In short: the Python programming language is affected by security issues that programmers have known about for some time. Trellix researchers recently rediscovered a bug, highlighting the risk to hundreds of thousands of software projects and creating fixes for tens of thousands of them.
As one of the most popular programming languages in the world, Python is both an opportunity and a risk for programs and the open source software supply chain. Example: researchers rediscover a security flaw hidden in Python for 15 years. The bug “works by design”, at least according to the Python developers; others think otherwise and try to provide a fix for the affected projects.
First discovered in 2007 and listed as CVE-2007-4559, the vulnerability is in the tarfile module which is used by Python programs to read and write Tar archives. The issue is a path traversal bug that could be exploited to overwrite arbitrary files on the system, leading to possible execution of malicious code.
Since the initial report published 15 years ago, the tar file vulnerability has not received any patches or fixes – just a warning about the existing risk. To be fair, there have been no reports of attacks and security threats capable of exploiting CVE-2007-4559.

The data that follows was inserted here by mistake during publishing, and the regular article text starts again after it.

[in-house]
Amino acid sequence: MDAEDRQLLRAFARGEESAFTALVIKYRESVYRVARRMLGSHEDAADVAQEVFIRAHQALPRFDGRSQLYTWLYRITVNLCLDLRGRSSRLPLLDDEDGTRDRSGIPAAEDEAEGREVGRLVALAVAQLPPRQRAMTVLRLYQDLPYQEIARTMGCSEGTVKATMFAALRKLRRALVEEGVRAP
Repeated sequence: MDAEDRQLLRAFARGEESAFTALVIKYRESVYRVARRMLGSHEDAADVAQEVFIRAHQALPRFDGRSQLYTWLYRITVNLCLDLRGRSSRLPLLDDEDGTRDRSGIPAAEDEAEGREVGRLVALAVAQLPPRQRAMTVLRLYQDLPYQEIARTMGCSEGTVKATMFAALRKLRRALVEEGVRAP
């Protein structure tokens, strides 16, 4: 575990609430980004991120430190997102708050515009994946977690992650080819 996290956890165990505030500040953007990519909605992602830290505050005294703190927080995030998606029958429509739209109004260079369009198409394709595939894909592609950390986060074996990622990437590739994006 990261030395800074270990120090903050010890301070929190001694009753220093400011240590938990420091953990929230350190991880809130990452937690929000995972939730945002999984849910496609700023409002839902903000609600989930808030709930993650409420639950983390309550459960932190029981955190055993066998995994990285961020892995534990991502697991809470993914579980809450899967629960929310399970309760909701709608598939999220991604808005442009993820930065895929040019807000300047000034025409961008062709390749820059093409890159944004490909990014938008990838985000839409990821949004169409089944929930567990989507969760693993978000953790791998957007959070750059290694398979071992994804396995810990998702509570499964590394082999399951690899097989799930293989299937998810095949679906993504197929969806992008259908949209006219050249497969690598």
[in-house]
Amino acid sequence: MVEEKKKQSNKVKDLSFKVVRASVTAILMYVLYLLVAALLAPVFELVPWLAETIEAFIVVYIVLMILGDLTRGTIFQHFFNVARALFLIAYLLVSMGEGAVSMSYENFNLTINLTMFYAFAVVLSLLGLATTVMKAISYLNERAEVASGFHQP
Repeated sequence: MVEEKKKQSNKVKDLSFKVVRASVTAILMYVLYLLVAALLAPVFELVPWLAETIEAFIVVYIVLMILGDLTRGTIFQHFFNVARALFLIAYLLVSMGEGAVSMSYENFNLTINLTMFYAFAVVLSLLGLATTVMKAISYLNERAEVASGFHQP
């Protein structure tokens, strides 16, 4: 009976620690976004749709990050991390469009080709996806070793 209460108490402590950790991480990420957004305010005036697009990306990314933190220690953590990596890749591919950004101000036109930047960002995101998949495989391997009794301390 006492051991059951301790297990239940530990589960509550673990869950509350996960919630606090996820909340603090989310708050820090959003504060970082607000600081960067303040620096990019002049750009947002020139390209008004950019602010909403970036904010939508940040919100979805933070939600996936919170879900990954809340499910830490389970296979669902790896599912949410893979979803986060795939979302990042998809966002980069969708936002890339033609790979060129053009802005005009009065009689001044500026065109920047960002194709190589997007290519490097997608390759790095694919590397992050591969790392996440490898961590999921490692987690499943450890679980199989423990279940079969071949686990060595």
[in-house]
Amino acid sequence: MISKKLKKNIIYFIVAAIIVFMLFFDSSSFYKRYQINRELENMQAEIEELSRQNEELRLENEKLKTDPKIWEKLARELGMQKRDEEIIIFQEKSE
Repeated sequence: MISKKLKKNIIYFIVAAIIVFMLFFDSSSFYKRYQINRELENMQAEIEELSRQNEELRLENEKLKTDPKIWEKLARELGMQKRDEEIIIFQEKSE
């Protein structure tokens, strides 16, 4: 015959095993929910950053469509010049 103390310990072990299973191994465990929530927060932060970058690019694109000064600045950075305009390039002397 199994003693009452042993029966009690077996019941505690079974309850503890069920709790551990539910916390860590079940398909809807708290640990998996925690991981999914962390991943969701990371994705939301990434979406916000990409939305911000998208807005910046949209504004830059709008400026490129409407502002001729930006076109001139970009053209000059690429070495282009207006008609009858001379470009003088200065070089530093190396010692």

However, a recall on the flaw was recently released by Trellix. While investigating an unrelated vulnerability, researchers said they came across the old tarfile module bug.
While discussing the issue on the Python bug tracker, the devs once again concluded that CVE-2007-4559 is not a bug: “tarfile.py doesn’t do anything wrong,” the devs said, and there is “no known or possible practical exploit”. The official Python documentation has been updated yet again, with a warning about the possible danger of extracting archives from untrusted sources.
Trellix researchers, however, have a completely different view on the matter: CVE-2007-4559 is indeed a security vulnerability, they said. As proof, the researchers described and demonstrated a simple exploit exploiting the flaw in the Spyder development environment for scientific programming.
Trellix also examined the ubiquity of CVE-2007-4559, analyzing both open source and closed projects. They initially found a vulnerability rate of 61% in 257 different code repositories, increasing the percentage to 65% after an automated check and eventually analyzing a larger dataset of 588,840 unique repositories hosted on GitHub.
All things considered, Trellix estimates there could be over 350,000 projects vulnerable to CVE-2007-4559, with many of these projects being used by machine learning tools to help developers complete a project faster. Taking a stand on the matter, researchers have already created patches for around 11,000 projects with many more expected to follow in the coming weeks.